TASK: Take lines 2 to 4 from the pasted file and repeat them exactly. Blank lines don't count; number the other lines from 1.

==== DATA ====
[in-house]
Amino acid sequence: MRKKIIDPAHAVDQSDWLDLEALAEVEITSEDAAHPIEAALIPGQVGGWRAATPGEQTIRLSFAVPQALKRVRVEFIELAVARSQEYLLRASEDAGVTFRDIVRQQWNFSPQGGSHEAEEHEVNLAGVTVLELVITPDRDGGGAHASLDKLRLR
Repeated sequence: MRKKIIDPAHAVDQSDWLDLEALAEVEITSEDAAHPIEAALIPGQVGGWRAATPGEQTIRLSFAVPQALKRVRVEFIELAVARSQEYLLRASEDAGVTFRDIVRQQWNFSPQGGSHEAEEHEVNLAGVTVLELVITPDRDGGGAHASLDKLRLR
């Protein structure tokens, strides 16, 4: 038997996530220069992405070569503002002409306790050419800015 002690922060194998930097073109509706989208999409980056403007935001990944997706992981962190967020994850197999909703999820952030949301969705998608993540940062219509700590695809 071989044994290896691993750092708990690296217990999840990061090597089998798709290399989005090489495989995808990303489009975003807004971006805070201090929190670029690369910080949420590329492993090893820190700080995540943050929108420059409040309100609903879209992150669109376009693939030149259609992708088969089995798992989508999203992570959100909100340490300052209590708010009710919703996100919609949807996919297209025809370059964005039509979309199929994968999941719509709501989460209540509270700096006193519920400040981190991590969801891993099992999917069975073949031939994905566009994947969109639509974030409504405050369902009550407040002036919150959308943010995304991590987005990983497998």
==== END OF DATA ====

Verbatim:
Amino acid sequence: MRKKIIDPAHAVDQSDWLDLEALAEVEITSEDAAHPIEAALIPGQVGGWRAATPGEQTIRLSFAVPQALKRVRVEFIELAVARSQEYLLRASEDAGVTFRDIVRQQWNFSPQGGSHEAEEHEVNLAGVTVLELVITPDRDGGGAHASLDKLRLR
Repeated sequence: MRKKIIDPAHAVDQSDWLDLEALAEVEITSEDAAHPIEAALIPGQVGGWRAATPGEQTIRLSFAVPQALKRVRVEFIELAVARSQEYLLRASEDAGVTFRDIVRQQWNFSPQGGSHEAEEHEVNLAGVTVLELVITPDRDGGGAHASLDKLRLR
């Protein structure tokens, strides 16, 4: 038997996530220069992405070569503002002409306790050419800015 002690922060194998930097073109509706989208999409980056403007935001990944997706992981962190967020994850197999909703999820952030949301969705998608993540940062219509700590695809 071989044994290896691993750092708990690296217990999840990061090597089998798709290399989005090489495989995808990303489009975003807004971006805070201090929190670029690369910080949420590329492993090893820190700080995540943050929108420059409040309100609903879209992150669109376009693939030149259609992708088969089995798992989508999203992570959100909100340490300052209590708010009710919703996100919609949807996919297209025809370059964005039509979309199929994968999941719509709501989460209540509270700096006193519920400040981190991590969801891993099992999917069975073949031939994905566009994947969109639509974030409504405050369902009550407040002036919150959308943010995304991590987005990983497998």